PICKENS — Emerging technology is changing the landscape of everyday life, including how emergency services are capable of being summoned, changing on the horizon with the ability to text to 911 on the horizon nationwide.
The impact of text to 911 is yet to be determined but as the technology is rolled out to law enforcement and first responders around the nation, there is still a sense of the possibilities which will be made available to those in emergency services.
“As a county we have begun to discuss the different forms available and what would be best for our area in general,” said Scott Krein, director of Emergency Management and Rescue Chief for Oconee County. “We do know we are going to implement text to 911 but the big question is the cost and what services are available based on that.”
Oconee County experienced a 911 emergency of its own June 23, losing all landline access and calls originating from landlines not reaching the county’s 911 center. Although this issue was related to a landline issue with AT&T and cellular service was unaffected, text to 911 could have been one solution to the problem.
“Cellular service to our 911 center wasn’t interrupted in any way, the issue being solely on landline based calls,” Krein said. “The only issue was how do we get around the loss of landlines and our suggestion was to find someone who was in possession of a cell, even if you had to go to a neighbor’s home. In this instance cellular technology was a blessing.”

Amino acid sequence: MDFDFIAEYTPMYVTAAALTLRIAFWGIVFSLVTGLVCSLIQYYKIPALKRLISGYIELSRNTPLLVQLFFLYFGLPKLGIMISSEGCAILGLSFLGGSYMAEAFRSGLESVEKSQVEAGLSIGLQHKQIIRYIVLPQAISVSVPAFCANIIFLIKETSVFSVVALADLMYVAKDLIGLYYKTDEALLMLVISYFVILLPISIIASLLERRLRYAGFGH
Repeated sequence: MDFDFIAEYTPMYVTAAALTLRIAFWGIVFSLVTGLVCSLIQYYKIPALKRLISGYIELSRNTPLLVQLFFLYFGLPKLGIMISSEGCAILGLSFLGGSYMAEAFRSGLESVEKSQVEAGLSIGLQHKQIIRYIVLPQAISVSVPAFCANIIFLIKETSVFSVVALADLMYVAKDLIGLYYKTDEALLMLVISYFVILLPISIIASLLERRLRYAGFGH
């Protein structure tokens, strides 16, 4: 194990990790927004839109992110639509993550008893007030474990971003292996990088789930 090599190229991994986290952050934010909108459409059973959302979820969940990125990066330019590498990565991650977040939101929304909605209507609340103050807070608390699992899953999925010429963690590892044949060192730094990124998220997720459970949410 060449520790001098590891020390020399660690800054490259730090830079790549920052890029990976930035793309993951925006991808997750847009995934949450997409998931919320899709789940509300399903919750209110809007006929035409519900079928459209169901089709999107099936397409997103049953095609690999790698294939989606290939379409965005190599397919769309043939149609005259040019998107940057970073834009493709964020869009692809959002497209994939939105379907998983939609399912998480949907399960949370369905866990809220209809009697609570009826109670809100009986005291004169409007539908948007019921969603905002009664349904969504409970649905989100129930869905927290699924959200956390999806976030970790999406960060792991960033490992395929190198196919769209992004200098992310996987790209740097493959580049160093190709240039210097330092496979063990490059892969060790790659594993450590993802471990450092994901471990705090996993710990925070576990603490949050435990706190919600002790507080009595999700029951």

How would adding the ability to text to 911 change the landscape of emergency services? There are at least two ways, according to Krein.
“The text itself would be sent directly to the monitor of one of the 911 operators and this would work well, especially for someone with a disability such as the hearing impaired,” Krein explained. “But even more so, in a situation where someone is possibly trapped or in a dangerous situation and can’t talk to the operator, this would be a big benefit.”
Krein took the thought a step further.
“Like I said, we’re still researching the technology for Oconee County, but if images are possible as well via text to 911, that would be extremely important for law enforcement,” he said. “Imagine a crime in process reported by text with a photo of the perpetrator attached. Law enforcement would have an advantage as they respond to the call including more information to work with possibly. The cost is what will be the determining factor for not only us in Oconee, but every 911 center. It’s going to depend on what is affordable and the technology associated with it.”
Krein did state Oconee County is actively researching their options concerning text to 911 technology but also stated there was not a set timetable for a decision at this point.